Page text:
September 19, 2014
I recently had the priviledge of spending a week in Minneapolis pedaling their network of bicycle paths and trails. With over 85 miles of off-street bike paths and 90 miles of on-street bikeways, there's plenty of pedaling to do. Fortunately, Minneapolis has plenty of "bicycle fueling stations" that most citizens refer to as bakeries and diners. I asked several local cyclists to name their favorites.
One diner was on everyone's list—Victor's 1959 Café (revolutionary Cuban cooking).
It was a dreary, overcast morning when I walked in to Victor's, but the diner was so wonderfully colorful and the staff so welcoming, it was as if they'd bottled up the sun and brought it inside.
I ordered the Ranchero Cubano and was served up a plate of corn tortillas topped with eggs, cheese, and Creole sauce, and a side of black beans. That, and a cup of coffee, was all I needed to fully understand why this diner was so beloved by cyclists.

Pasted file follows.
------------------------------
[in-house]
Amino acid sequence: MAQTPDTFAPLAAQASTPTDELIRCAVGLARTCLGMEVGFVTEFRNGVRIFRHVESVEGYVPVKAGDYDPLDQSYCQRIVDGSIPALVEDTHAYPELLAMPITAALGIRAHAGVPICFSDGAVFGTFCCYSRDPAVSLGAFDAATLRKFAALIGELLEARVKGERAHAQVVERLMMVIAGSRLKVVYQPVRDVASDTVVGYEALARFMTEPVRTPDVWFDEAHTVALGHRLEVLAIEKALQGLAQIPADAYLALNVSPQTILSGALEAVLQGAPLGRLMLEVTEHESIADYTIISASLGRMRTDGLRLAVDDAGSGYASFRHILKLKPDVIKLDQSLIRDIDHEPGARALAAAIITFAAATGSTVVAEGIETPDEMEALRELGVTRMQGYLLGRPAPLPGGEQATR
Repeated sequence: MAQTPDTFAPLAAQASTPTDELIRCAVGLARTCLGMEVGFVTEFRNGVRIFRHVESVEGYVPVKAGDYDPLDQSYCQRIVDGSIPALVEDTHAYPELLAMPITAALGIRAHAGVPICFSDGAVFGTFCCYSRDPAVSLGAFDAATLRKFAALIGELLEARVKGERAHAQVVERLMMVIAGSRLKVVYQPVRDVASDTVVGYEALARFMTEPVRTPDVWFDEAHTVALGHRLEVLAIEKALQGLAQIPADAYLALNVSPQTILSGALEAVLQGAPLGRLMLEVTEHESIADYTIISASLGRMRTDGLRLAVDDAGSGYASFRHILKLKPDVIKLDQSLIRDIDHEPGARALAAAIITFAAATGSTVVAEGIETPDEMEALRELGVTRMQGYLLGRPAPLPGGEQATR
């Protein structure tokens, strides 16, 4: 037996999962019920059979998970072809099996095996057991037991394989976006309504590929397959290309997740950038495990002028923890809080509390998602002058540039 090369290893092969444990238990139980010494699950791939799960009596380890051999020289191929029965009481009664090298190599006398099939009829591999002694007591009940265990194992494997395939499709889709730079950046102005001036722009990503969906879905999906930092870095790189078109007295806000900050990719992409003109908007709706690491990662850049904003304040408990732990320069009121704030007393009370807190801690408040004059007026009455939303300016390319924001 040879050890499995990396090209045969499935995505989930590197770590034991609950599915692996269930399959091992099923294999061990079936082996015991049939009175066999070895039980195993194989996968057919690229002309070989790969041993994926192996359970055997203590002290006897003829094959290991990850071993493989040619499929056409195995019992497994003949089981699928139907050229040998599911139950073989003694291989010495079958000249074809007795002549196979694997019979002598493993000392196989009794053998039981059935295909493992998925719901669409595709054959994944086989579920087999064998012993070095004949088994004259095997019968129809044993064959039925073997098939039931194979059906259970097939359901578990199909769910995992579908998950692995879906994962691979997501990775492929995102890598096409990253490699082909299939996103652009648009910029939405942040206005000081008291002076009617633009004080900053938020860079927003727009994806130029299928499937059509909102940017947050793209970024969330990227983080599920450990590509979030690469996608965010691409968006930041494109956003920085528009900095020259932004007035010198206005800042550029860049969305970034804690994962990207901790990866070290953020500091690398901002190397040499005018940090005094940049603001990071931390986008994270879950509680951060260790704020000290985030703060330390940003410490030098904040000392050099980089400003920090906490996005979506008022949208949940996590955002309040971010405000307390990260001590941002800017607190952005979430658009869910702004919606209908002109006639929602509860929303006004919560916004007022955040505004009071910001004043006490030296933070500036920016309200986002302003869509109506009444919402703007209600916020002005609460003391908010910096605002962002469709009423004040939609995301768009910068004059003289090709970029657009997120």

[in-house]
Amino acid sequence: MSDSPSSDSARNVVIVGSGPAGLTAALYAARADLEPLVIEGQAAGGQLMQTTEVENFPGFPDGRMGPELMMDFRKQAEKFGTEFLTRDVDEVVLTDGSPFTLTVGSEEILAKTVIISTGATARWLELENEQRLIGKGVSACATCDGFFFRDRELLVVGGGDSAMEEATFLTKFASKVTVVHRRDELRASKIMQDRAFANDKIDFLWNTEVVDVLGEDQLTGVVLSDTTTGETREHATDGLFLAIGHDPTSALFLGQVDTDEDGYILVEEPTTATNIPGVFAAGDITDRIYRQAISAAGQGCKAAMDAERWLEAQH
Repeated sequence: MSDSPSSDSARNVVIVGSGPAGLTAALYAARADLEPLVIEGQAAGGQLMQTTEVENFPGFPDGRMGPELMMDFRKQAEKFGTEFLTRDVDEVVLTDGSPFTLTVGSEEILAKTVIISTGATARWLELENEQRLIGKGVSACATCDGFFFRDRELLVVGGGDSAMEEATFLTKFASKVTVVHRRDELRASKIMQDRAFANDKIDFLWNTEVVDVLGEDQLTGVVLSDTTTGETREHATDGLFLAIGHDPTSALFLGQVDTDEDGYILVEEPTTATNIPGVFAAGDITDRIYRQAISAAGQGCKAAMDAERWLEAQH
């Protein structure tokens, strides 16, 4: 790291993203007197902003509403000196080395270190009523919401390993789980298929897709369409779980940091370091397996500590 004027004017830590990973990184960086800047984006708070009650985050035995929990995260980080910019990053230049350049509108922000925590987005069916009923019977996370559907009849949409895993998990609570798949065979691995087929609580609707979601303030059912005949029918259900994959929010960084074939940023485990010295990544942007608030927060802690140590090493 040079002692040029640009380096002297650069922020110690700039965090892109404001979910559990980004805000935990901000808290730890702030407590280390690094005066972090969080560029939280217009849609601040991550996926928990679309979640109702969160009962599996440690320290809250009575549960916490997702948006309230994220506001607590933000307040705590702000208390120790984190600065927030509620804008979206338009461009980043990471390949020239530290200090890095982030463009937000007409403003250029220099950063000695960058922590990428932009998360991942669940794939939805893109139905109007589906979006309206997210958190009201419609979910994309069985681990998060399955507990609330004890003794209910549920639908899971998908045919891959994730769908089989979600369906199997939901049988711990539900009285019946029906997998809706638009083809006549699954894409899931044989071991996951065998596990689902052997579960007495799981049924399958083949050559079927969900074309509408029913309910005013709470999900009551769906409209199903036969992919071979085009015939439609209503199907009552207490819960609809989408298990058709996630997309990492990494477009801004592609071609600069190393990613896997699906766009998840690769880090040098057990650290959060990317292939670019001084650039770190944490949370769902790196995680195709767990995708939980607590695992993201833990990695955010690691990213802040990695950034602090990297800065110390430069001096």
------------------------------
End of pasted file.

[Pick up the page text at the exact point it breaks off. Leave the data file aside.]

While enjoying a second cup of coffee and gazing at the colorful graffiti on the walls of the diner (you server will provide you with markers to leave your own mark), I wondered, "Do I cycle to eat, or eat to cycle?"
I continued to ponder that question, as I pedaled to a nearby bakery.
Read more about Willie's wanderings in Minneapolis in the Oct-Nov issue of Adventure Cyclist.
Photos by Willie Weir
SIGHTS AND SOUNDS is posted every other Friday. Willie Weir is a columnist for Adventure Cyclist magazine. His books, Travels with Willie and Spokesongs, will inspire you to hit the road, and might change the way you approach bicycle travel. He lives in Seattle with his wife Kat. You can read about their adventures at http://yellowtentadventures.com.